I was going through old emails and found a few from Charles Warman and decided to do a search for him. Looks like he passed from this earth October of 2015.
I helped Charles make his web site, The Third Organon. He was filled with love, life and we would talk about philosophy.
Here’s some great emails he sent me in 2010:
Any child with the name of Emmitt Jameson O’Louglin
will surely triumph in this life.
The photographs are touching. How blessed you are
and how blessed you know yourself to be. I’m led to
believe that God chose you and your wife to be the
special persons that your children need because you
have risen to the challenge (as He knew you would).
In doing so, James, you hearten and inspire lesser
persons to do those lesser tasks He has assigned
them, knowing beforehand, of course that these
lesser challenges may be all they can handle.
I hope you do not think it is presumptuous of me
to say what I believe to be true. We will always
be good friends. At least I hope that you will see
me as a candidate for such a level of friendship.
Time will tell. I believe it will affirm my judgment.
My maternal grandmother came from County Cork,
and lived to be 92.
You will appreciate this about her.
She loved a small bucket of beer of an evening,
but my mother did not want her to do so, for
reasons she never disclosed.
Thus Grandman enlisted me in an ongoing
conspiracy to get beer for her from the bar
next door, without Mom knowing what the
hell was going on. Grandma lived on the
second floor of our home. When she wished
to engage me to get her bucket of beer filled
with suds, she’d summon me in a stage
whisper from the top of the stairs: CHARLES,
COME UPSTAIRS, I WANT TO SEE YOU.
She’d give me a dime, I’d descend the stairs
as quietly as a young chid/older child/
adolescent (this was a conspiracy that lasted
for maybe a decade and a half) could, open
the door to the side yard, and dash to Nieman’s
Cafe for a fill-up. The bucket filled, I’d ascend
the stairs as silently as I had descended them.
When I reached Grandma with her bucket of
beer, she’d happily pull on a lobe of my ear
and say these inscrutable words: Ah Charles,
you’re a bully boy with a glass eye!
So the ritual went for many years, from about
1932 to 1942.
I neglected to point out why I loved this duty,
When I reached the landing halfway to her
rooms, I volunteered (never was asked) to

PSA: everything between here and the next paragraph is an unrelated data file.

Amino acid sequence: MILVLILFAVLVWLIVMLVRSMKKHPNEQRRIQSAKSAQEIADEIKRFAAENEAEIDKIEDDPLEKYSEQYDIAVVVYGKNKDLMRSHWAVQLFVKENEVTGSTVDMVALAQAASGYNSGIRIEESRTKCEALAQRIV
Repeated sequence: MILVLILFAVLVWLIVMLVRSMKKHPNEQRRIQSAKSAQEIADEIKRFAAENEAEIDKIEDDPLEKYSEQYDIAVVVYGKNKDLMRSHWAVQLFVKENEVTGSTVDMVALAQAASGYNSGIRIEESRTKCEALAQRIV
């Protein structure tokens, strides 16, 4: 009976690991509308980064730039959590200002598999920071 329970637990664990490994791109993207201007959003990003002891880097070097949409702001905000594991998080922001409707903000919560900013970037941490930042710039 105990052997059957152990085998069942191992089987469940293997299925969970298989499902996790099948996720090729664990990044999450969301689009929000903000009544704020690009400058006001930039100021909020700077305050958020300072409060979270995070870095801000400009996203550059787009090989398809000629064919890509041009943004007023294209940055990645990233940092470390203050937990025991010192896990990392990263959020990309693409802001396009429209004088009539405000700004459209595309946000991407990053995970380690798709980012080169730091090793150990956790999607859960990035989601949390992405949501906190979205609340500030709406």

be her beer-taster, faithfully quaffing a bit
of beer to make certain it was safe for her
Will be in touch, James.
Since you minored in philosophy at Miami, and
obviously are endowed with smarts, I hope that
you will share your thinking with me about materials
I send for the website.
I hope, too, that we can exchange views on
To initiate a discussion I’ll share some thoughts
about those philosophers I regard as the best or
the worst. (I recognize it may be some time before
you respond.) This will be my only reference to
philosophers. The next will be yours.
The best: Aristotle, the philosophical realist
extraordinaire. The best thinking that helped
me to prepare to be a teacher came from him.
The worst: (difficult to choose as there are so
many “worthy” candidates) David Hume. That
Hume could be named the greatest canglophone
philosopher merely serves as a datum of the
lowly state left in English philosophy after Hume
reviewed his own work in order to win attention
(His “proof” that miracles are impossible stands
as an indictment of his thinking. His premise is
his conclusion in slightly different dress. He thus gave
us one of the best-ever examples of circular
reasoning. But what else could we expect from a
celebrity-seeking, not truth-seeking, observer
or humanity and reality, to both of which he was
blinded by his atheism.)
After meeting you and discussing matters of mutual
interest, familial and intellectual, I am led to believe
that there are three children of the ‘loughlin clan
in these precincts who are blessed to have the
father they have.
You are kinder and more charitable than you can
realize. How forbearing you were yesterday to listen
to my interminable blather — and again today —
especially when you have tons of work to do. I hope
that you will forgive me for both intrusions of your time.
How difficult must be your task after your workday
has ended and your true labor of love begins. But
from what I have learned about the senior O-loughlin
he will be more than equal to the challenge — be-
cause he has character.
It troubles me greatly, James, that one of your
children has the disability you described. What
comes to my mind is the belief that God never
assigns challenges greater than our capacity
to handle them.
I hope that the Mind & the Brain may help you
better understand your child’s impairment.
Perhaps you will gain insights that you now
need and that have been beyond your reach
It was my pleasure to meet you. I look forward
to working with you on The Third Organon.com.
God bless you and yours.